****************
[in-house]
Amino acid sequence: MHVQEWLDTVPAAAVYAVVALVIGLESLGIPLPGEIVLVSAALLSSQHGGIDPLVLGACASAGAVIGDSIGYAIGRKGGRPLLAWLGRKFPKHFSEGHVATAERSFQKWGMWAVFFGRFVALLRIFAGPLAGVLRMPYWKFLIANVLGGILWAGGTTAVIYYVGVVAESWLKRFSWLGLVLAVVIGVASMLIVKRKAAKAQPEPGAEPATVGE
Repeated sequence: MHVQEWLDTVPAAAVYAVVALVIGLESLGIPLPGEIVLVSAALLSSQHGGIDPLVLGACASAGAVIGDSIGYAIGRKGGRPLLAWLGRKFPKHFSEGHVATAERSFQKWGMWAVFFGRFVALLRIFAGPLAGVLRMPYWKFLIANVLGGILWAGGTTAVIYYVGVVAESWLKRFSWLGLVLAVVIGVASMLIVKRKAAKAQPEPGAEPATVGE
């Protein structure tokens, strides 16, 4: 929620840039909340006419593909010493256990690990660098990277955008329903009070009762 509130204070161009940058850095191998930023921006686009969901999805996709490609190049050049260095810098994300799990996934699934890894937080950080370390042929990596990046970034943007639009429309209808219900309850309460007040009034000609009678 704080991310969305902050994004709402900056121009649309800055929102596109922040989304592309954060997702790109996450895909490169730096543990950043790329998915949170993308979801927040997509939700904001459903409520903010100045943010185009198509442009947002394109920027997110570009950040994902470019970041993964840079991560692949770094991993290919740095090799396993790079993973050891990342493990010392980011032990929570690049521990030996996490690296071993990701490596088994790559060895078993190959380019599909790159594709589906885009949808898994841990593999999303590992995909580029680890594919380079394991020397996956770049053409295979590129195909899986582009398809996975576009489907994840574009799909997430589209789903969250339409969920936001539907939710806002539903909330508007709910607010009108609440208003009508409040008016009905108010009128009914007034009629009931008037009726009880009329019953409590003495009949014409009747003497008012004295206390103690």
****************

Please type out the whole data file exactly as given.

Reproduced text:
[in-house]
Amino acid sequence: MHVQEWLDTVPAAAVYAVVALVIGLESLGIPLPGEIVLVSAALLSSQHGGIDPLVLGACASAGAVIGDSIGYAIGRKGGRPLLAWLGRKFPKHFSEGHVATAERSFQKWGMWAVFFGRFVALLRIFAGPLAGVLRMPYWKFLIANVLGGILWAGGTTAVIYYVGVVAESWLKRFSWLGLVLAVVIGVASMLIVKRKAAKAQPEPGAEPATVGE
Repeated sequence: MHVQEWLDTVPAAAVYAVVALVIGLESLGIPLPGEIVLVSAALLSSQHGGIDPLVLGACASAGAVIGDSIGYAIGRKGGRPLLAWLGRKFPKHFSEGHVATAERSFQKWGMWAVFFGRFVALLRIFAGPLAGVLRMPYWKFLIANVLGGILWAGGTTAVIYYVGVVAESWLKRFSWLGLVLAVVIGVASMLIVKRKAAKAQPEPGAEPATVGE
């Protein structure tokens, strides 16, 4: 929620840039909340006419593909010493256990690990660098990277955008329903009070009762 509130204070161009940058850095191998930023921006686009969901999805996709490609190049050049260095810098994300799990996934699934890894937080950080370390042929990596990046970034943007639009429309209808219900309850309460007040009034000609009678 704080991310969305902050994004709402900056121009649309800055929102596109922040989304592309954060997702790109996450895909490169730096543990950043790329998915949170993308979801927040997509939700904001459903409520903010100045943010185009198509442009947002394109920027997110570009950040994902470019970041993964840079991560692949770094991993290919740095090799396993790079993973050891990342493990010392980011032990929570690049521990030996996490690296071993990701490596088994790559060895078993190959380019599909790159594709589906885009949808898994841990593999999303590992995909580029680890594919380079394991020397996956770049053409295979590129195909899986582009398809996975576009489907994840574009799909997430589209789903969250339409969920936001539907939710806002539903909330508007709910607010009108609440208003009508409040008016009905108010009128009914007034009629009931008037009726009880009329019953409590003495009949014409009747003497008012004295206390103690």